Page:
They not only compel Him by their actions, but induce Him by their words; for it follows, saying, Abide with us, for it is towards evening, and the day is fargone, (that is, towards its close.)
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Greek Expositor

AD 1000
But since the Evangelist said before, Their eyes were holden that they should not know him, until the words, of the Lord should move their minds to faith, He fitly affords in addition to their hearing a favorable object to their sight As it follows, And they drew night to the fortress whither they were going, and he feigned as if he was going further. ...
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Gregory The Dialogist

AD 604
Because then He was still a stranger to faith in their hearts, He feigned as if he would go further. By the word &#8220;fingere&#8221; we mean to put together or form, and hence formers or preparers of mud we call &#8220;figuli.&#8221; He who was the Truth itself did nothing then by deceit, but exhibited Himself in the body such as He came before them in their minds. But because they could not be strangers to charity, with whom charity was walking, they invite Him as if astranger to partake of their hospitality. Hence it follows, And they compelled him. From which example it is gathered that strangers are not only to be invited to hospitality, but evento be taken by force. Now behold Christ since He is received through His members, so He seeks His receivers through Himself; for it follows, And he went in with them. They lay out a table, they bring food. And God whom they had not known in the expounding of Scriptures, they knew in the breaking of bread; for it follows, And it came to pa...

Irenaeus of Lyons

AD 202
Therefore did the Lord also say to His disciples after the resurrection, "O thoughtless ones, and slow of heart to believe all that the prophets have spoken! Ought not Christ to have suffered these things, and to enter into His glory? "
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Isodore of Seville

AD 636
But although it behooved Christ to suffer, yet they who crucified Him are guilty of inflicting the punishment. For they were not concerned to accomplish what God purposed. Therefore their execution of it was impious, but God's purpose most wise, who converted their iniquity into a blessing upon mankind, using as it were the viper's flesh for the working of a health-giving antidote. ...
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John Chrysostom

AD 407
And therefore our Lord goes on to show that all these things did not happen in a common way, but from the predestined purpose of God. Hence it follows, And beginning at Moses and all the Prophets, he expounded to them in all the Scriptures the things concerning himself: As if He said, Since you are slow I will render you quick, by explaining to you the mysteries of the Scriptures. For the sacrifice of Abraham, when releasing Isaac he sacrificed the ram, prefigured Christ's sacrifice. But in the other writings of the Prophets also there are scattered about mysteries of Christ's cross and the resurrection. This was said not of their bodily eyes, but of their mental sight. For He did not show Himself to all at the same time, in order that He might sow the seeds of faith. For he who had first seen and was sure, told it to the rest. Afterwards the word going forth prepared the mind of the hearer for the sight, and therefore He appeared first to him who was of all the most worthy and faithfu...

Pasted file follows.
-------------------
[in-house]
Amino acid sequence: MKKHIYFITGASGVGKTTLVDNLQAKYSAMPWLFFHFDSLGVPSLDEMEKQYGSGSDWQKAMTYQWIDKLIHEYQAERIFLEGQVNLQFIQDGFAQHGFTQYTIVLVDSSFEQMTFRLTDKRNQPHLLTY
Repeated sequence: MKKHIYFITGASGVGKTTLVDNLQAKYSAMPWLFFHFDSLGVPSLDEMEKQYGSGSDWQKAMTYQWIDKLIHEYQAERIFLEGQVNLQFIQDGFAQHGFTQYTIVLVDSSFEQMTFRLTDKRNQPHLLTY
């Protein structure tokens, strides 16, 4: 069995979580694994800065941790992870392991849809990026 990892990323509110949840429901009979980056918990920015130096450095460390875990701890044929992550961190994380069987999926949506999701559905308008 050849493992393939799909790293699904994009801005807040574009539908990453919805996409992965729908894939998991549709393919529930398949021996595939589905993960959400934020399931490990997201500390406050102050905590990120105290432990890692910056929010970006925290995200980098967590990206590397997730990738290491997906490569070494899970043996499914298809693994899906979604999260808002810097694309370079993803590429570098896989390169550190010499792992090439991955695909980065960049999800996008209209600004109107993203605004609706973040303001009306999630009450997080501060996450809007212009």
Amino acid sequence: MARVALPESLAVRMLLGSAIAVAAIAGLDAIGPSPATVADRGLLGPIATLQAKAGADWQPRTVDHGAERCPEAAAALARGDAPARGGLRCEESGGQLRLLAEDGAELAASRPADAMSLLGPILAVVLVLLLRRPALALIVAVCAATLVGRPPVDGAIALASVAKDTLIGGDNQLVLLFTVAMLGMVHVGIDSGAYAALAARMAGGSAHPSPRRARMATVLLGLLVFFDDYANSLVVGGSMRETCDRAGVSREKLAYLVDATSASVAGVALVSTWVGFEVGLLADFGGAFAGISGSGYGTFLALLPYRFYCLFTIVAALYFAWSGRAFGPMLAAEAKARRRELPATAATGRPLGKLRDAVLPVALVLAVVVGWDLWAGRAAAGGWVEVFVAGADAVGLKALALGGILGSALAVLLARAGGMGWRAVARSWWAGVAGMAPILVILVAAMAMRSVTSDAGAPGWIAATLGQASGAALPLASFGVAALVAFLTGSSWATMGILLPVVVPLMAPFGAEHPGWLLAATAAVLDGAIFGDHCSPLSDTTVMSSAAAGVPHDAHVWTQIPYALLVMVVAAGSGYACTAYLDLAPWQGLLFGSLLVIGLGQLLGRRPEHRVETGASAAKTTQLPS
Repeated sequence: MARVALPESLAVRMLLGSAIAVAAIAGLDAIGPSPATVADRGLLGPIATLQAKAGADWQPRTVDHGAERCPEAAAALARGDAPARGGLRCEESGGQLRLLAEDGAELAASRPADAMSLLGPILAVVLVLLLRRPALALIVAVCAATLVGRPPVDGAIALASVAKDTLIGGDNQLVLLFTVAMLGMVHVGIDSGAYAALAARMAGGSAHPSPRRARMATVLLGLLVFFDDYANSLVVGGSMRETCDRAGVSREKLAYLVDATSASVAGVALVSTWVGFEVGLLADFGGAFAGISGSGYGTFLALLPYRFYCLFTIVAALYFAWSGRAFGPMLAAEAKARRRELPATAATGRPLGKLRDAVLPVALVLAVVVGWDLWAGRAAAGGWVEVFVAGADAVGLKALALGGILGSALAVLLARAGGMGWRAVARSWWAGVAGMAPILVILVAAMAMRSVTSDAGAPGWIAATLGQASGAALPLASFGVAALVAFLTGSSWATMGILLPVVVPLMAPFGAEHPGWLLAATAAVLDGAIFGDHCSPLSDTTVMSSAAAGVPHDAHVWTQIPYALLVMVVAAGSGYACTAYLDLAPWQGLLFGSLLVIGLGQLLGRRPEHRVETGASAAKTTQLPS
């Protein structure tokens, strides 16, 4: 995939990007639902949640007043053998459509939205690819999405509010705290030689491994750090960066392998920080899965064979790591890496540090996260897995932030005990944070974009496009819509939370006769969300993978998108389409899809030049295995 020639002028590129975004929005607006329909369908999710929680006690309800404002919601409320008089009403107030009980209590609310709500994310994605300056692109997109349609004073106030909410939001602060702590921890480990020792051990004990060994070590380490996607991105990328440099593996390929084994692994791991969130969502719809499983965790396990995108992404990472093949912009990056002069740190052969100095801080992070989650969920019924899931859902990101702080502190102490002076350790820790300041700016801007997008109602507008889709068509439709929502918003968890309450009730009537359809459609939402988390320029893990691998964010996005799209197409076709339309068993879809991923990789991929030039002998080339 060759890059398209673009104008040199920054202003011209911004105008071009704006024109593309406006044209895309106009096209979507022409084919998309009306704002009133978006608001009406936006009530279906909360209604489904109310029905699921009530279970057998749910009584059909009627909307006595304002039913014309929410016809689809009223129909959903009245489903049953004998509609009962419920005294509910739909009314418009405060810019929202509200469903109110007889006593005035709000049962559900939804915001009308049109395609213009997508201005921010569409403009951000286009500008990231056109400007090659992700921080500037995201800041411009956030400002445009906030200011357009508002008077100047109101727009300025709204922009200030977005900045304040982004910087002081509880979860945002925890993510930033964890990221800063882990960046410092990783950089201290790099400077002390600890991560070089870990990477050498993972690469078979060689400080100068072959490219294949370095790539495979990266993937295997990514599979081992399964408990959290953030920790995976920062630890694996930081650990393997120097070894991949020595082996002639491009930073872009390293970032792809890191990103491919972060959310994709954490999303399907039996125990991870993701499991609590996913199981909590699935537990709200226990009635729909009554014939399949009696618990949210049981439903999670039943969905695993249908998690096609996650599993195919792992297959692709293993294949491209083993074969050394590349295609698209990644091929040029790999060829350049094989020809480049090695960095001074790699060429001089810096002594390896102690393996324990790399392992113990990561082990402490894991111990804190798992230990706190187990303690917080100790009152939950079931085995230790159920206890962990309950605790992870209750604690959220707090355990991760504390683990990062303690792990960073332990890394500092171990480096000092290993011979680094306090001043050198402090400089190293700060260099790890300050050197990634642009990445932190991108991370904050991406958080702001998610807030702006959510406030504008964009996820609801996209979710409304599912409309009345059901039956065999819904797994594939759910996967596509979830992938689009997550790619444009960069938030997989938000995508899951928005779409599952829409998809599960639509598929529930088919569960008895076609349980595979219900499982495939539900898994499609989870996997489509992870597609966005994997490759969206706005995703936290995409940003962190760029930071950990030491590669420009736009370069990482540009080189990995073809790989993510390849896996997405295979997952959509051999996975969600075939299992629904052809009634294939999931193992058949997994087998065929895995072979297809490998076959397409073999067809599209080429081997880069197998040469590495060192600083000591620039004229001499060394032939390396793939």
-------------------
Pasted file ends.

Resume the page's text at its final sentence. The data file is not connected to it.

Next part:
Shepherd of Hermas

AD 150
Revelations than those which you have seen? "I answered and said to him, "Sir, one thing only I ask, that in regard to these three forms the revelation may be rendered complete. "He answered me, "How long are ye senseless?
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Tertullian of Carthage

AD 220
Reproached them: "O fools, and slow of heart in not believing that which He spake unto you."
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Theophilus of Antioch

AD 184
But He also implies another thing, that the eyes of those who receive the sacred bread are opened that they should know Christ. For the Lord's flesh has in it agreat and ineffable power. For He had not such a body as that He was able to abide longer with them, that thereby likewise He might increase their affections. And they said one to another, Did not our hearts burn within us while he talked with us by the way, and while he opened tous the scriptures? . Their hearts then were turned either by the fire of our Lord's words, to which they listened as the truth, or because as he expounded the Scriptures, their hearts were greatly struck within them, that He who was speaking was the Lord. Therefore were they so rejoiced, that without delay they returned to Jerusalem. And hence what follows, And they rose up the same hour, and returned to Jerusalem. They rose up indeed the same hour, but they arrived after many hours, as they had to travel sixty stades. ...

Knowing this first, that no prophecy of the scripture is of any private interpretation. - 2 Peter 1:20